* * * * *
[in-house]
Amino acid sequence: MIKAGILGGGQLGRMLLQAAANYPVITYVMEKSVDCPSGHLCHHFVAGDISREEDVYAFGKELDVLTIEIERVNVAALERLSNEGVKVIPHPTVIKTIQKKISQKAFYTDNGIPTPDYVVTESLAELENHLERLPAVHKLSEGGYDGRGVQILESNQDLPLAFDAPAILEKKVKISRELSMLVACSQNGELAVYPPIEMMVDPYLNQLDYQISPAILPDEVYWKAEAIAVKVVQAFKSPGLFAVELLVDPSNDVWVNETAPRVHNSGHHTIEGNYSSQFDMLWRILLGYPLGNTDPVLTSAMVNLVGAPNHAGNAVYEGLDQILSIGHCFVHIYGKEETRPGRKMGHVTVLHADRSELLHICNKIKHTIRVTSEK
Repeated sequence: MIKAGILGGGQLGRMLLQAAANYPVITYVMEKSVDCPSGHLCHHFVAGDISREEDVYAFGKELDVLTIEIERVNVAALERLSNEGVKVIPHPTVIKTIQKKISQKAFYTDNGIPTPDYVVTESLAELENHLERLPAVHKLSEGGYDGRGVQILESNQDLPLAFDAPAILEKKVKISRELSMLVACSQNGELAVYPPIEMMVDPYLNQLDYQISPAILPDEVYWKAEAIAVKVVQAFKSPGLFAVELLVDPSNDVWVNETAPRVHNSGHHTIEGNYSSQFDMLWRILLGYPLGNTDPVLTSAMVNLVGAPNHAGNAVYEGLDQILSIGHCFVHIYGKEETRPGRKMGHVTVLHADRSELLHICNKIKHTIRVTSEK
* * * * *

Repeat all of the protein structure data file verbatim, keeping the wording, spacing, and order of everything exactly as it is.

[in-house]
Amino acid sequence: MIKAGILGGGQLGRMLLQAAANYPVITYVMEKSVDCPSGHLCHHFVAGDISREEDVYAFGKELDVLTIEIERVNVAALERLSNEGVKVIPHPTVIKTIQKKISQKAFYTDNGIPTPDYVVTESLAELENHLERLPAVHKLSEGGYDGRGVQILESNQDLPLAFDAPAILEKKVKISRELSMLVACSQNGELAVYPPIEMMVDPYLNQLDYQISPAILPDEVYWKAEAIAVKVVQAFKSPGLFAVELLVDPSNDVWVNETAPRVHNSGHHTIEGNYSSQFDMLWRILLGYPLGNTDPVLTSAMVNLVGAPNHAGNAVYEGLDQILSIGHCFVHIYGKEETRPGRKMGHVTVLHADRSELLHICNKIKHTIRVTSEK
Repeated sequence: MIKAGILGGGQLGRMLLQAAANYPVITYVMEKSVDCPSGHLCHHFVAGDISREEDVYAFGKELDVLTIEIERVNVAALERLSNEGVKVIPHPTVIKTIQKKISQKAFYTDNGIPTPDYVVTESLAELENHLERLPAVHKLSEGGYDGRGVQILESNQDLPLAFDAPAILEKKVKISRELSMLVACSQNGELAVYPPIEMMVDPYLNQLDYQISPAILPDEVYWKAEAIAVKVVQAFKSPGLFAVELLVDPSNDVWVNETAPRVHNSGHHTIEGNYSSQFDMLWRILLGYPLGNTDPVLTSAMVNLVGAPNHAGNAVYEGLDQILSIGHCFVHIYGKEETRPGRKMGHVTVLHADRSELLHICNKIKHTIRVTSEK